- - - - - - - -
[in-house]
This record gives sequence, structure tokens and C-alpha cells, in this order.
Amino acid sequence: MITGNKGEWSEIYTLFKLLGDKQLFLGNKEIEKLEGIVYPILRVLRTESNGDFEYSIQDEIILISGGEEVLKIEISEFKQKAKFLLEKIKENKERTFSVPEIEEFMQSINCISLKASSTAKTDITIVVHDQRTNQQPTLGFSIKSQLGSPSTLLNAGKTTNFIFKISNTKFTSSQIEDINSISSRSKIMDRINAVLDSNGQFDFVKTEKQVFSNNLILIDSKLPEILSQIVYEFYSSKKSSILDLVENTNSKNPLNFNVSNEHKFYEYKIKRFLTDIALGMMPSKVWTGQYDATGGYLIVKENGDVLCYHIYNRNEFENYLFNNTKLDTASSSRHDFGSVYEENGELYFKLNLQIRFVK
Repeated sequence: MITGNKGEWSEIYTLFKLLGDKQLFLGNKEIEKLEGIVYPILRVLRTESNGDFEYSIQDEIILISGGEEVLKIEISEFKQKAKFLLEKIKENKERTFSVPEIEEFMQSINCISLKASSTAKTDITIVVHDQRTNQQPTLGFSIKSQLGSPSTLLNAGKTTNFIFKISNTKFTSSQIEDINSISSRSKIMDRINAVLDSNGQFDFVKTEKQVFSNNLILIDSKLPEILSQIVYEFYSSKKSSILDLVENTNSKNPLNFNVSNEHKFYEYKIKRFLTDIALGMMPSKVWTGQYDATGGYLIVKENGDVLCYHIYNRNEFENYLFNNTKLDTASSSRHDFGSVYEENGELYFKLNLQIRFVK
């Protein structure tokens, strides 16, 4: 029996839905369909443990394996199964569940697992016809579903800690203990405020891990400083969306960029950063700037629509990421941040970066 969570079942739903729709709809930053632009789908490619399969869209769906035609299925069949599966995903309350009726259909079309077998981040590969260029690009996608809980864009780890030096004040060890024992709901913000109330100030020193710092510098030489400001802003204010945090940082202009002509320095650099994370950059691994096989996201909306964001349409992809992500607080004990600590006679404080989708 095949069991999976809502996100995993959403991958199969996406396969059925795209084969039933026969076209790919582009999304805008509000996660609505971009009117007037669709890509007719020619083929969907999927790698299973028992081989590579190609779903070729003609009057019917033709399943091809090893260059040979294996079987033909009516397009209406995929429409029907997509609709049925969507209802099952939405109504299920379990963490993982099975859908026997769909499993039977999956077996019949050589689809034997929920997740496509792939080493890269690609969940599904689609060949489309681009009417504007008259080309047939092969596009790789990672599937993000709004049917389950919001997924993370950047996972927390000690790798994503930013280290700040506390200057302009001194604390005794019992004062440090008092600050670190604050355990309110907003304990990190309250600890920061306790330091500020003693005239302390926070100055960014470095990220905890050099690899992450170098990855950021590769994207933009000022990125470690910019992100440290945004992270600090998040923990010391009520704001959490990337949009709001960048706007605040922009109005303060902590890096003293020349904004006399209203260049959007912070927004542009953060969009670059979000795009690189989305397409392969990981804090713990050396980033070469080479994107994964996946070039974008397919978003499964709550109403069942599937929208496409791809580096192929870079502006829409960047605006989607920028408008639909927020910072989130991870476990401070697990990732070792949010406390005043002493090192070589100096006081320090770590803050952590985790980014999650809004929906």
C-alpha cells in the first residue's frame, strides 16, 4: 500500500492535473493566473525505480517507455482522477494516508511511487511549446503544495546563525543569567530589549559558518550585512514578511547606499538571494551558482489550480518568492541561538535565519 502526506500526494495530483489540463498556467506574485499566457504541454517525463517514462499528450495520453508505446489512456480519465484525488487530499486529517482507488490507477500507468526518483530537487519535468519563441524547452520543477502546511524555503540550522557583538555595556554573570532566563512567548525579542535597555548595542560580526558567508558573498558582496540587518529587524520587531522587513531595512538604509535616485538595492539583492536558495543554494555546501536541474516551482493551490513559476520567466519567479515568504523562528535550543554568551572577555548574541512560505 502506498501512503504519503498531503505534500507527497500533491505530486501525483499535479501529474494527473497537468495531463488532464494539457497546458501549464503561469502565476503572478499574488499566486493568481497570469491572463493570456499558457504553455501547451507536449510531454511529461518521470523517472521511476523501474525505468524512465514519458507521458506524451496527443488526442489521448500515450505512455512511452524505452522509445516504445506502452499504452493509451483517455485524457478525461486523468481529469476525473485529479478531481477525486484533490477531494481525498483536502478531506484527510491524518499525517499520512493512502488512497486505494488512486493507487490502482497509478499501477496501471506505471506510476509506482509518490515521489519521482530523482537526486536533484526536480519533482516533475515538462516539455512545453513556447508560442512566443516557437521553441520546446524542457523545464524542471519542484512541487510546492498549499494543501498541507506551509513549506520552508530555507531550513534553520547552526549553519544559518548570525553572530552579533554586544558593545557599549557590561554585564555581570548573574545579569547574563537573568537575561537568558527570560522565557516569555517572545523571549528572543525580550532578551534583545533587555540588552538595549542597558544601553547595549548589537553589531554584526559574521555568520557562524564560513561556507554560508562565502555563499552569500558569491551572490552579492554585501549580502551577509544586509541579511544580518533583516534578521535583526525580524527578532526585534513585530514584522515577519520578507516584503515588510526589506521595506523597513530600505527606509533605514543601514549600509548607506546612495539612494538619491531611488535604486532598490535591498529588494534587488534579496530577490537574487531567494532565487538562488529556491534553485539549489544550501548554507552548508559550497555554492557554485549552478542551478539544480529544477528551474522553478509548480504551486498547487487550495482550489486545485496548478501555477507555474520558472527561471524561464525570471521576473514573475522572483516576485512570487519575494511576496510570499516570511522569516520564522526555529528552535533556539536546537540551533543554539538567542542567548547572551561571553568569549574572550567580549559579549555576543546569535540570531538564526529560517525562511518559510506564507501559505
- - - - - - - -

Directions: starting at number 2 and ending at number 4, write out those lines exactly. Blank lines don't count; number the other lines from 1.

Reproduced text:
This record gives sequence, structure tokens and C-alpha cells, in this order.
Amino acid sequence: MITGNKGEWSEIYTLFKLLGDKQLFLGNKEIEKLEGIVYPILRVLRTESNGDFEYSIQDEIILISGGEEVLKIEISEFKQKAKFLLEKIKENKERTFSVPEIEEFMQSINCISLKASSTAKTDITIVVHDQRTNQQPTLGFSIKSQLGSPSTLLNAGKTTNFIFKISNTKFTSSQIEDINSISSRSKIMDRINAVLDSNGQFDFVKTEKQVFSNNLILIDSKLPEILSQIVYEFYSSKKSSILDLVENTNSKNPLNFNVSNEHKFYEYKIKRFLTDIALGMMPSKVWTGQYDATGGYLIVKENGDVLCYHIYNRNEFENYLFNNTKLDTASSSRHDFGSVYEENGELYFKLNLQIRFVK
Repeated sequence: MITGNKGEWSEIYTLFKLLGDKQLFLGNKEIEKLEGIVYPILRVLRTESNGDFEYSIQDEIILISGGEEVLKIEISEFKQKAKFLLEKIKENKERTFSVPEIEEFMQSINCISLKASSTAKTDITIVVHDQRTNQQPTLGFSIKSQLGSPSTLLNAGKTTNFIFKISNTKFTSSQIEDINSISSRSKIMDRINAVLDSNGQFDFVKTEKQVFSNNLILIDSKLPEILSQIVYEFYSSKKSSILDLVENTNSKNPLNFNVSNEHKFYEYKIKRFLTDIALGMMPSKVWTGQYDATGGYLIVKENGDVLCYHIYNRNEFENYLFNNTKLDTASSSRHDFGSVYEENGELYFKLNLQIRFVK